The right to know and the journalists’ creative union Drucken

The right to know and the journalists’ creative union

by Mikhail Fedotov
Executive Secretary of the Russian Union of Journalists

Nowadays, as Russian democracy is about to sink lower like an elevator cabin to the garage level, the Russian Union of Journalists is trying to prevent it by putting a feeble leg between the closing doors of the cabin. Our activity aims at the preservation of the professional journalists’ rights as well as at the creation of new opportunities for civil initiatives. The following are the main projects of RUJ in this field:

  • The Center for Journalism in Extreme Situations;
  • The Grand Jury of RUJ;
  • The Foundation for Public Broadcasting’s Promotion to the Russian Federation;
  • The Center for Legal Protection.

The Center for Journalism in Extreme Situations was founded in 2000 as a human rights organization under the auspices of the RUJ. The Center's main activities include: Monitoring violations of journalists' and media rights in the Russian Federation and other CIS countries. The Center distributes daily electronic reviews for all interested organizations and persons; Investigating extreme forms of violations of journalists' rights: murder, attempted murder, beatings, threats etc., and creating journalistic investigation groups; Researching the conditions and legal status of journalistic work in the "hot spots" of the Russian Federation and other CIS countries; Preparing and publishing handbooks and specialized literature; Offering legal assistance; Studying legislation related to mass media in the CIS republics and offering recommendations; Conducting training seminars for journalists working under extreme conditions.

The Grand Jury of the RUJ was founded in 1998 as an arbitration and self-regulation body under the auspices of the RUJ. As a self-regulating body, the Grand Jury evaluates ethical conflicts in journalistic activities including violations of professional rules and ethics. The Grand Jury has the right to give official interpretations of the principals and rules of the RUJ Code of Ethics. The Grand Jury codifies precedents as well as evaluates special cases.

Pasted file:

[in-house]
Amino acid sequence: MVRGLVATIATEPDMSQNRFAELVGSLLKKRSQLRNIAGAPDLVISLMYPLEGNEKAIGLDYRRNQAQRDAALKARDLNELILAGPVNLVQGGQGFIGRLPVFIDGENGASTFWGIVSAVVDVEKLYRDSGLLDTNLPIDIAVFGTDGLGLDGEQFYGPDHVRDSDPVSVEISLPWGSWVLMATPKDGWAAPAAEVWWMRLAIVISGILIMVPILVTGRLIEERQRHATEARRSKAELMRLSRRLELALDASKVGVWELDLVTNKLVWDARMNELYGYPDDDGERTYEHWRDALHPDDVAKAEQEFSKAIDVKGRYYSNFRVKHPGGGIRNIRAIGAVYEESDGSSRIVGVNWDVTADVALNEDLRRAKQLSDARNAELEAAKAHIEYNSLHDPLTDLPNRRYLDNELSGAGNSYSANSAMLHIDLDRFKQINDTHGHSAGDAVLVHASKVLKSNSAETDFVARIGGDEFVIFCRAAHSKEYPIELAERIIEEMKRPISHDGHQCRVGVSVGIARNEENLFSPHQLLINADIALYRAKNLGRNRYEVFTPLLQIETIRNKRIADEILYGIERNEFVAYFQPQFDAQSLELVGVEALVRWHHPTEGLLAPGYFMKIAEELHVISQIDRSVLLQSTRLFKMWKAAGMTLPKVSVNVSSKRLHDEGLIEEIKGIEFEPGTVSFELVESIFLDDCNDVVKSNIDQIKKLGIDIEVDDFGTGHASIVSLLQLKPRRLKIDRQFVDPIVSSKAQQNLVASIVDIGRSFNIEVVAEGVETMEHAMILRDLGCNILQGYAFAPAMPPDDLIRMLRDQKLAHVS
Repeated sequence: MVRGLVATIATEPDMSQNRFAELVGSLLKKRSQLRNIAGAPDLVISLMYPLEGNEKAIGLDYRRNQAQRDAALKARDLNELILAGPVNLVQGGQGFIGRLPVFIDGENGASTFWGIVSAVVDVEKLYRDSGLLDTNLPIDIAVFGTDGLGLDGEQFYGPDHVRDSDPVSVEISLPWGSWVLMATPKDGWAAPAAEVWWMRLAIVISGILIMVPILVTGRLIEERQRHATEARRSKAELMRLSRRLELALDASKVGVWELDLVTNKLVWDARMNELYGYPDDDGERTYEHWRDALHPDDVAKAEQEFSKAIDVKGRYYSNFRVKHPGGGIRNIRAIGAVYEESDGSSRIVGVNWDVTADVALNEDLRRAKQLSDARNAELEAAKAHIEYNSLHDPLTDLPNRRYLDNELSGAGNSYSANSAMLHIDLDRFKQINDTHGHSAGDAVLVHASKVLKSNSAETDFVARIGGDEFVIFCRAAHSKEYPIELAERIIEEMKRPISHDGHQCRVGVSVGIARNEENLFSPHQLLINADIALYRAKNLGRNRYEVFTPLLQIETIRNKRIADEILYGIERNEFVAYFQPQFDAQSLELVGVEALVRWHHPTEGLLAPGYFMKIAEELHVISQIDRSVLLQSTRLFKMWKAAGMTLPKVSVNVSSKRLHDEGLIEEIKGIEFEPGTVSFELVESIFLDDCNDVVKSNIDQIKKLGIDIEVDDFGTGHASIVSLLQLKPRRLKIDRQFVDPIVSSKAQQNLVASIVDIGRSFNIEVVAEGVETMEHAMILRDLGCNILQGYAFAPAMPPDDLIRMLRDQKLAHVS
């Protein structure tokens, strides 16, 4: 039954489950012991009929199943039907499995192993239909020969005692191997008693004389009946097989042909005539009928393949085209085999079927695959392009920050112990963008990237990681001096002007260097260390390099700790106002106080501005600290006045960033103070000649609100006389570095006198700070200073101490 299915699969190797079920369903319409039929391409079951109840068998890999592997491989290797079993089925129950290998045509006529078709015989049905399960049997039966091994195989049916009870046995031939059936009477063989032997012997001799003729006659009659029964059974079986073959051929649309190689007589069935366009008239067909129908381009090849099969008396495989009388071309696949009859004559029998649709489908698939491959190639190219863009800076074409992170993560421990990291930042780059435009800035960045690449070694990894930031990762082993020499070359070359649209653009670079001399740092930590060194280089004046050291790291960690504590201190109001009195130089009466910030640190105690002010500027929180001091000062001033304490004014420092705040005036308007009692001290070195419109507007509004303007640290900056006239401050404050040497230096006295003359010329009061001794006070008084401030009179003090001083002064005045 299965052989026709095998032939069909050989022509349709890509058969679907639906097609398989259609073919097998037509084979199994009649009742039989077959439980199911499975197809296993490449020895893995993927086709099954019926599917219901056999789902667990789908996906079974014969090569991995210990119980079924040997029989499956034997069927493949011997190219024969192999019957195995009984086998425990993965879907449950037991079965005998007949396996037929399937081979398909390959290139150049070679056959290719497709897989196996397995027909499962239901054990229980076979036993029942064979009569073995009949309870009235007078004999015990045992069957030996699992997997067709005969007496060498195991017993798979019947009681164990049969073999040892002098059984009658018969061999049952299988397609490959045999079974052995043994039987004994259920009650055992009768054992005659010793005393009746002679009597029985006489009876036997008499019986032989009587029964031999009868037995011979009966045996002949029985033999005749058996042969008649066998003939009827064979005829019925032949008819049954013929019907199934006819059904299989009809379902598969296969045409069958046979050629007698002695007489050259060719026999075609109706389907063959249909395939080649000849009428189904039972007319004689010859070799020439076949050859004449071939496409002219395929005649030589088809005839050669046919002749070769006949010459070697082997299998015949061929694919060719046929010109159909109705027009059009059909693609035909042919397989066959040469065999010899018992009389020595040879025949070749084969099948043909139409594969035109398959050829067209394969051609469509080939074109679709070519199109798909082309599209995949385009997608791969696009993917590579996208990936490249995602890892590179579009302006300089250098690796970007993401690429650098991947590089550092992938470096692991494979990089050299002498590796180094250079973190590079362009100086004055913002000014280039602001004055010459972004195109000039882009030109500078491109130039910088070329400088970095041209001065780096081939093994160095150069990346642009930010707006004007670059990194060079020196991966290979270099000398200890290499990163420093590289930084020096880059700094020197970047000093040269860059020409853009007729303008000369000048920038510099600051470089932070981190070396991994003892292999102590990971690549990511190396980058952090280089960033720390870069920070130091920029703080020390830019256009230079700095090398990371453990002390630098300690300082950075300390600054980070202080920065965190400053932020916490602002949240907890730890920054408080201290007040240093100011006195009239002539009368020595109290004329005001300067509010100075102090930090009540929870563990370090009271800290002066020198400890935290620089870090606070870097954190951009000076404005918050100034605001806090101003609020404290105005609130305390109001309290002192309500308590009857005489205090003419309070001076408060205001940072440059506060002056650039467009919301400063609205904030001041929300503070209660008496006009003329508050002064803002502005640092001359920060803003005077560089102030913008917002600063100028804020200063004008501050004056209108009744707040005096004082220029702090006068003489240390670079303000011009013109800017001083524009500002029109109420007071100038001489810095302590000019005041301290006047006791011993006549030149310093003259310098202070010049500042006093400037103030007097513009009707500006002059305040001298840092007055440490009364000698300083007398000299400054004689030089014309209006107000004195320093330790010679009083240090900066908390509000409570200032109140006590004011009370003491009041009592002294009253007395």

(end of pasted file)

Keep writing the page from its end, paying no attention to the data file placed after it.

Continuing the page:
Legal and natural persons, who are interested in moral, ethical and professional evaluations of journalists, editors, distributors and owners of mass media outlets, and representatives of government organizations or other officials, who have competence over the mass media, have the right to bring their case to the Grand Jury. The Grand Jury protects everyone who recognizes its professional and ethical jurisdiction. That is why many famous Russian politicians were have appealed to the Grand Jury, among them, Chairman of the State Duma Gennadiy Seleznev, Moscow’s Mayer Yuri Lujkov, party leader Vladimir Zhirinovskiy, President of Bashkiria Murtaza Rahimov, and many others. Several councils of regional judges have also appealed to the Grand Jury with complains against various journalists and newspapers. For example, the Council of Judges of Krasnodar region has registered a complaint against newspaper “Novaya Gazeta” (“New Newspaper”) regarding the article “Down! The Court is coming!” The Grand Jury was able to reconcile the sides. The decision was crucial for the newspaper, since earlier the court had ruled in favor of the one million dollar compensation to the defendant for the moral damage. Decisions of the Grand Jury are mandatory for execution by bodies, divisions, and members of the RUJ for implementation.